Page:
Alicja’s PhD is entitled Youth digital culture co-creation: measuring social impact in Scotland. The purpose of the research was to develop knowledge of social impact evaluation of youth digital projects in Scotland. Dr Gemma Webster was Alicja’s Director of Studies, her second supervisor was Dr Colin Smith, and I was her third supervisor. For further information about the specifics of the research questions, outcomes, theoretical contributions, and recommendations from the work, please see Alicja’s #digiIMPACT page on her web site at www.alicjapawluczuk.com.

Following the graduation ceremony, several of Alicja’s colleagues and fellow PhD students joined her at Café Grande in Bruntsfield to toast her success. Continue reading

Congratulations to Katherine Stephen for an excellent Masters dissertation on metaskills

Katherine Stephen

Katherine Stephen

Congratulations to our PhD student Katherine Stephen, who last week learnt that she was awarded 80% for the Masters dissertation component of her 1+3 PhD. Katherine’s studentship is a collaborative award funded by the ESRC and Skills Development Scotland, and comprises a Masters year at the University of Edinburgh (2018/19) prior to three years of doctoral study at Edinburgh Napier University (2019/22).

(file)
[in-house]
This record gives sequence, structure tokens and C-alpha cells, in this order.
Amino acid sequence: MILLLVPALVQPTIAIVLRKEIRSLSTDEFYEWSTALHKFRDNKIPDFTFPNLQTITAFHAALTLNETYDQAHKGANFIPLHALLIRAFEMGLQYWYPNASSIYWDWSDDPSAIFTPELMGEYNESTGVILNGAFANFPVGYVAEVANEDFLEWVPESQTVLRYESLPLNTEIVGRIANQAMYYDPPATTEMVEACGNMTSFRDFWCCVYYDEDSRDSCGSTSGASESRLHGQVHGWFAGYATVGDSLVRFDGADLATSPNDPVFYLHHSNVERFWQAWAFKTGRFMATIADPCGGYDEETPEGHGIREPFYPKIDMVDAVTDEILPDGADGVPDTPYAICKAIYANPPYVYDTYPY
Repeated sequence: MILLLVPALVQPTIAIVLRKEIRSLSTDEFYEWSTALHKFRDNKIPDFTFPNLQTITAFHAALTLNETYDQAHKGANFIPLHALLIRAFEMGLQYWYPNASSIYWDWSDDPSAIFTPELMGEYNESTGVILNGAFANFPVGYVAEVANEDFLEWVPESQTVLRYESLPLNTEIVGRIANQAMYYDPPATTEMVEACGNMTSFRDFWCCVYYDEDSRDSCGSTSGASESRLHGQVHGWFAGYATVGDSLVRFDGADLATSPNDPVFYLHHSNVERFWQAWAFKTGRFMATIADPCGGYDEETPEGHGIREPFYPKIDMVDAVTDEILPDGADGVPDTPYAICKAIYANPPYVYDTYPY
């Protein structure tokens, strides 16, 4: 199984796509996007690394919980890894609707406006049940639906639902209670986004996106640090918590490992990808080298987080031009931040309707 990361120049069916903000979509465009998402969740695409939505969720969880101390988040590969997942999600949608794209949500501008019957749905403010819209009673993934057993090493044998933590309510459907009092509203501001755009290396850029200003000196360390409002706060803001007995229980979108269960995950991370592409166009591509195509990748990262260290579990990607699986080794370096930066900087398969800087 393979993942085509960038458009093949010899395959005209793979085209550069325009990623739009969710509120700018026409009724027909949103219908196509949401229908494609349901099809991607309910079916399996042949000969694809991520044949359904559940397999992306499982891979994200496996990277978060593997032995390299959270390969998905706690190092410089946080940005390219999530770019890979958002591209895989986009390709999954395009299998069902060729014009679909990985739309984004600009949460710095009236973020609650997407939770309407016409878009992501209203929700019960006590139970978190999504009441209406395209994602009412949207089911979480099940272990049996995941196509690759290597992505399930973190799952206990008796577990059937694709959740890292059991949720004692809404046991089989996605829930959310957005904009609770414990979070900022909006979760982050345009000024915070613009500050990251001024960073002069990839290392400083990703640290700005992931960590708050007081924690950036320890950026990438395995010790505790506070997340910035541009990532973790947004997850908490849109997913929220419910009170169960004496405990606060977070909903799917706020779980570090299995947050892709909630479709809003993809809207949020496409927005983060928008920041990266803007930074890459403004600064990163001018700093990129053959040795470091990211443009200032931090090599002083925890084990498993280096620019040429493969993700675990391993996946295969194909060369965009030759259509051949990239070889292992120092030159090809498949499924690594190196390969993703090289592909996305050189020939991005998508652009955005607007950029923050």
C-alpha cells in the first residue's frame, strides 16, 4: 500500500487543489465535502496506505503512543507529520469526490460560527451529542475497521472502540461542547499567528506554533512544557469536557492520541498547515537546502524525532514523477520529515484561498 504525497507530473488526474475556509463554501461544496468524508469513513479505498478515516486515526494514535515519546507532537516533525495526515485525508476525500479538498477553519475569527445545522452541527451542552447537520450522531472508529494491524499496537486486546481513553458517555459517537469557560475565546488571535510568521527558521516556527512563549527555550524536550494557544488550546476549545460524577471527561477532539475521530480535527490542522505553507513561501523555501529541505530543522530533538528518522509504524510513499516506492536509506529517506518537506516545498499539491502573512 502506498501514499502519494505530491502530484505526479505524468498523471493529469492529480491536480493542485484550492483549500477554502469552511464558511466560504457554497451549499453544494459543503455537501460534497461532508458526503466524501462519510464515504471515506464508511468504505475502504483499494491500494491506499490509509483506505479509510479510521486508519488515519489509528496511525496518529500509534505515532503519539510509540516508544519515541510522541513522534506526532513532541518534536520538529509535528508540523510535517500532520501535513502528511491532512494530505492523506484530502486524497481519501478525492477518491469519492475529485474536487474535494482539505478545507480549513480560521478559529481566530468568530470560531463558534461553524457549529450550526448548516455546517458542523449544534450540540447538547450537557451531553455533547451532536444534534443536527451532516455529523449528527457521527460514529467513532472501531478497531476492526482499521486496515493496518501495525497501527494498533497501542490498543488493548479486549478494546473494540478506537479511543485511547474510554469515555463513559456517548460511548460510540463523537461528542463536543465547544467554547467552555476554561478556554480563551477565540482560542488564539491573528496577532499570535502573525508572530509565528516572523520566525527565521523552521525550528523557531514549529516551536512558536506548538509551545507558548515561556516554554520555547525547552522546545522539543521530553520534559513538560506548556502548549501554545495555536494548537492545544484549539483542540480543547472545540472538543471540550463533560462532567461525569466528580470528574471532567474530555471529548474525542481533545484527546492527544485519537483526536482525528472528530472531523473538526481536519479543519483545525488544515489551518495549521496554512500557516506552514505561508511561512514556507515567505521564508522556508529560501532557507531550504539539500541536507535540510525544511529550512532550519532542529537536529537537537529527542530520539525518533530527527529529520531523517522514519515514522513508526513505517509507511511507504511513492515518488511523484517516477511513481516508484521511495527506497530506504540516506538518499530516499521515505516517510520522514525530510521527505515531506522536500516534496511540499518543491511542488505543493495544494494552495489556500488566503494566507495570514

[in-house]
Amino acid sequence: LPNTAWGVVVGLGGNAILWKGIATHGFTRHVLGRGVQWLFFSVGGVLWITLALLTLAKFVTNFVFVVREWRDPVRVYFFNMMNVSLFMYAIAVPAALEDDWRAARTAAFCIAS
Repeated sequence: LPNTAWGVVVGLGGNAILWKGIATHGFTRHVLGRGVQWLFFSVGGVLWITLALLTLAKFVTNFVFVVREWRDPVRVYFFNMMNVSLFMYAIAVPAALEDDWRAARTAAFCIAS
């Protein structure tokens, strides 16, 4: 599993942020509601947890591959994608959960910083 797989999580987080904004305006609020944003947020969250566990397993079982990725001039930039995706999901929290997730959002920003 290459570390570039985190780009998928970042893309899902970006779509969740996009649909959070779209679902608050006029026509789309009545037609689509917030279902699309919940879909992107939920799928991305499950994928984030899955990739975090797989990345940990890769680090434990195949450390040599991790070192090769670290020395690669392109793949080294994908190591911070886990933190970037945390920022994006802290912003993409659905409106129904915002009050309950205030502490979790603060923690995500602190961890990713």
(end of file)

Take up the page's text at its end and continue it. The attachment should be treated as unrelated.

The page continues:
Katherine’s Masters dissertation took the form of an extended PhD proposal, and thus has the same title as her doctoral study: Metaskills maturity for future workplaces. The work that she completed for the dissertation last year included a small pilot study entitled Metacognitive experiences of artificial intelligence in the workplace.

In her dissertation Continue reading

Introducing new research students Rachel Salzano and Katherine Stephen

Rachel Salzano and Katherine Stephen at the Merchiston Tower

Rachel Salzano and Katherine Stephen at Edinburgh Napier’s Merchiston campus

Welcome to Rachel Salzano and Katherine Stephen, who join us this week as new research students within the Centre for Social Informatics at Edinburgh Napier University. Continue reading

Conference contributions from the Centre for Social Informatics to #EBLIP10 and #CoLIS10

The 2019 summer conference season is now well underway!

This week is a particularly busy one for colleagues who share the research interests of those of us in the Centre for Social Informatics (CSI), with two international events running simultaneously between 16th and 19th June: Continue reading